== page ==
In this series we will posing a number of questions to our past students about their research projects.
Susan May Inu works with the Market Development Facility (MDF) as a Business Adviser. Her main focus is agribusiness; coffee, cocoa, vanilla, honey and livestock. MDF are constantly in communication with ACIAR and other agriculture institutions such as NARI, CCI, FPDA, CIC, DAL, Fairtrade and farmer groups.
For more information see link
Susan completed her Masters by Research in Philosophy at Curtin University in 2015. The title of her dissertation is The influence of socio-economic factors in farm investment decisions and labour mobilisation in smallholder coffee production in Eastern Highlands Province, Papua New Guinea.
1) WHAT WERE THE MAIN FINDINGS OF YOUR THESIS?
The introduction of coffee in my field sites of Sogomi and Safanaga villages altered customary values relating to land ownership. Traditional land ownership and management were modified to accommodate the new perennial crop of coffee and as socio-economic change occurred to facilitate production. This transition continues as subsistence food production gives way to more permanent farming systems as a result of socio-economic change and population growth. These changes reflect what is happening in rural coffee households with high market accessibility. However, because coffee is a perennial crop it exacerbated population pressure which led to land tenure becoming more individualistic.
Labour in coffee production
Coffee farming also changed the rules governing the mobilisation and payment of labour. Although traditional values are still practised and recognised, monetary value has replaced a lot of traditional values. However, most monetary transactions that are being used to substitute for traditional values are not always commensurate with the market values of cash exchange, suggesting a hybridisation of the local village economy. In this hybridisation of the village economy, market and social arrangements are mixed to create an alternate form of exchange for the mobilisation of resources like labour.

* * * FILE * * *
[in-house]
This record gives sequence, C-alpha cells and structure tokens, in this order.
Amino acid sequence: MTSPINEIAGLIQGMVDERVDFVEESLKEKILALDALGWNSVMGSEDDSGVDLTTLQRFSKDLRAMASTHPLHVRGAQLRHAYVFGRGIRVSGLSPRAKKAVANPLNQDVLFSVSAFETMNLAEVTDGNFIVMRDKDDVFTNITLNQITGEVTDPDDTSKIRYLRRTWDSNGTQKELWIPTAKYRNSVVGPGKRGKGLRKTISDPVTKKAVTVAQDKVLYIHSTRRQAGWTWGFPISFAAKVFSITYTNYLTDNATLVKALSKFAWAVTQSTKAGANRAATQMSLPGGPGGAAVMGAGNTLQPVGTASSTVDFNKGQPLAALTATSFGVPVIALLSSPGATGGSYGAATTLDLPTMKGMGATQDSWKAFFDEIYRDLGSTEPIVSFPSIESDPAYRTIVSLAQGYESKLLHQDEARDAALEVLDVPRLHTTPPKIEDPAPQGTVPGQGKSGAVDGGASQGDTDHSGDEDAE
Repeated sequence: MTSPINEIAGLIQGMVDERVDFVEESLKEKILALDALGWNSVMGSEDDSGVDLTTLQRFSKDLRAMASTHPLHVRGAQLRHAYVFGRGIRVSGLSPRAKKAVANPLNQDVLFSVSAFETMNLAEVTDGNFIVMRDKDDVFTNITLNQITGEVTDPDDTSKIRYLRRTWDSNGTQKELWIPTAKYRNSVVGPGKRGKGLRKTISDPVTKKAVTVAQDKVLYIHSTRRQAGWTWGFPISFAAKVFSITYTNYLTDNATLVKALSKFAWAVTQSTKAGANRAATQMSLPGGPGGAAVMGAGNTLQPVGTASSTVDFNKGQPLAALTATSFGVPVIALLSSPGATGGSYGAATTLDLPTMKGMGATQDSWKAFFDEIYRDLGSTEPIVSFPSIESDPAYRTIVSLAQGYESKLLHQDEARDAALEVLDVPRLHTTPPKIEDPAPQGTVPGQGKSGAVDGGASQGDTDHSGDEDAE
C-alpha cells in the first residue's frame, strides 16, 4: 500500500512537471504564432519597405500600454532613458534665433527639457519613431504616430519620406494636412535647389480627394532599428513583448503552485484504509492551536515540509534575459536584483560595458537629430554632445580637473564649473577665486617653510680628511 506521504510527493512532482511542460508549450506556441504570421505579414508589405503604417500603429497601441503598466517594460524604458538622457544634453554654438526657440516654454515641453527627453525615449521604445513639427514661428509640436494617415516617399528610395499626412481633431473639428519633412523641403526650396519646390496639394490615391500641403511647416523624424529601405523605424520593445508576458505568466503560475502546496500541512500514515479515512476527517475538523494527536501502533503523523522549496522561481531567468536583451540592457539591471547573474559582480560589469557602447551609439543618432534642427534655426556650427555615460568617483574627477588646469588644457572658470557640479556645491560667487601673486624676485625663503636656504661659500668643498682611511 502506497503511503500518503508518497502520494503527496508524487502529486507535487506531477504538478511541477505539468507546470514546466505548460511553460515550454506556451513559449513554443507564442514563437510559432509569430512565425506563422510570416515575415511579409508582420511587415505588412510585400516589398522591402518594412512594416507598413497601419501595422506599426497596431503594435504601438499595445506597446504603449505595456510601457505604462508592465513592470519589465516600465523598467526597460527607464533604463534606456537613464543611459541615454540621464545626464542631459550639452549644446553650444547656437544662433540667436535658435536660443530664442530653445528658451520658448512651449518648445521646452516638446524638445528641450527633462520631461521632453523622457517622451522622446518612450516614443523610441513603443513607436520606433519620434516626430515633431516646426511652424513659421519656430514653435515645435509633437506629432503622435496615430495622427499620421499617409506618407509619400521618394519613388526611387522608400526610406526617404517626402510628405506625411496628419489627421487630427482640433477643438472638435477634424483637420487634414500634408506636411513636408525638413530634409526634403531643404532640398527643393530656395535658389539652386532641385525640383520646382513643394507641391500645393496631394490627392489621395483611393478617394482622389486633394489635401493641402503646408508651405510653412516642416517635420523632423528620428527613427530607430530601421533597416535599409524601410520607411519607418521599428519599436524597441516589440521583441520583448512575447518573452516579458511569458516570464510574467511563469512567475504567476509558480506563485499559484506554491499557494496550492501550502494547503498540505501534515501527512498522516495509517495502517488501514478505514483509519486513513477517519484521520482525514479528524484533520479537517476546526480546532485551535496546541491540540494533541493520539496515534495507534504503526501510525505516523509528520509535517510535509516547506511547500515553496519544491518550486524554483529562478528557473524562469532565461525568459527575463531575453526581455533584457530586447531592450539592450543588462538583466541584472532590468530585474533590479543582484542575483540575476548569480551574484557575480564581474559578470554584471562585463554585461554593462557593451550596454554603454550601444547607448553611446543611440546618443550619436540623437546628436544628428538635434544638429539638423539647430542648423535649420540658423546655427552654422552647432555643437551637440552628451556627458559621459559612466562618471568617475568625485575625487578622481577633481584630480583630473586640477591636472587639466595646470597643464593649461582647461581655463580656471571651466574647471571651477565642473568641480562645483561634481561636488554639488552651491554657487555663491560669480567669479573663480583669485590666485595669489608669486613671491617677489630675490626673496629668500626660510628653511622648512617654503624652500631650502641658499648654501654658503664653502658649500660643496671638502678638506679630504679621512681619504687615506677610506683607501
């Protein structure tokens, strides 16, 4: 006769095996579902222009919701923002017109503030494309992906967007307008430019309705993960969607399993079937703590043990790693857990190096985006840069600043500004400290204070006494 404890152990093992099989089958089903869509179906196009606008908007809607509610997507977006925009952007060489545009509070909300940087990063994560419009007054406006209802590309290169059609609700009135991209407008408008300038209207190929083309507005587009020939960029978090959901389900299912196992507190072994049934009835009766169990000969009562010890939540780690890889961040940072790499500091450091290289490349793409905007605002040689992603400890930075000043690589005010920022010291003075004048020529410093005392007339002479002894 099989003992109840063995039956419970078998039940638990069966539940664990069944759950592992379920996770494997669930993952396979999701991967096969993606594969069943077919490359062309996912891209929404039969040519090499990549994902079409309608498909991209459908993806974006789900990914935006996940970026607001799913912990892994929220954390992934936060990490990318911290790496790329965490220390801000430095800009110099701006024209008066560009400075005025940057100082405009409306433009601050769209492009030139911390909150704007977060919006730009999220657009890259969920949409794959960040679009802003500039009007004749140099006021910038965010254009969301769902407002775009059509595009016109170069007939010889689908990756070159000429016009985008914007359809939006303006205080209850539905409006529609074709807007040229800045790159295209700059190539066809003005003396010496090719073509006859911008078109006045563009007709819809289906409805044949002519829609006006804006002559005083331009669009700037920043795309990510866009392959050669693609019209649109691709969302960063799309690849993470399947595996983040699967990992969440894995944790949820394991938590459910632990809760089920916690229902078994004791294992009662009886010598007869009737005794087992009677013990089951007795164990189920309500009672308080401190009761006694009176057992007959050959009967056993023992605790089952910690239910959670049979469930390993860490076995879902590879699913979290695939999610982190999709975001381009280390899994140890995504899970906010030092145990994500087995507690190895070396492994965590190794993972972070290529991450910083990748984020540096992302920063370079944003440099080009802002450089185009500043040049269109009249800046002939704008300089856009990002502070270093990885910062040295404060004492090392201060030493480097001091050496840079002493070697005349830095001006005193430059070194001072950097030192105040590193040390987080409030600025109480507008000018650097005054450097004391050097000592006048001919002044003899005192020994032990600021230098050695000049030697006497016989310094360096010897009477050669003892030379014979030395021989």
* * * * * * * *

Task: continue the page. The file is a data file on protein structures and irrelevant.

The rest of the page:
Land and labour allocation production of temporary crops with growing demand.
Large-scale commercial production of pineapples is occurring in the two study sites. This has resulted from a high degree of market accessibility, a growing domestic demand for pineapples, changes in land tenure and relations of production that facilitate commercial vegetable and fruit production. Pineapples are seen as a temporary crop, unlike coffee. This allows farmers to easily switch land use after three to four years of pineapple production. It also means that it is easier for women to access land for temporary production of pineapples than it is for long-term coffee production. Therefore, many women have less restricted user rights to land for the commercial production of pineapples. Thus, more flexible access to land encourages greater participation by women in cash crop production, compared with coffee. Decision-making regarding resource allocation in pineapple production is independently made by both men and women, unlike coffee production.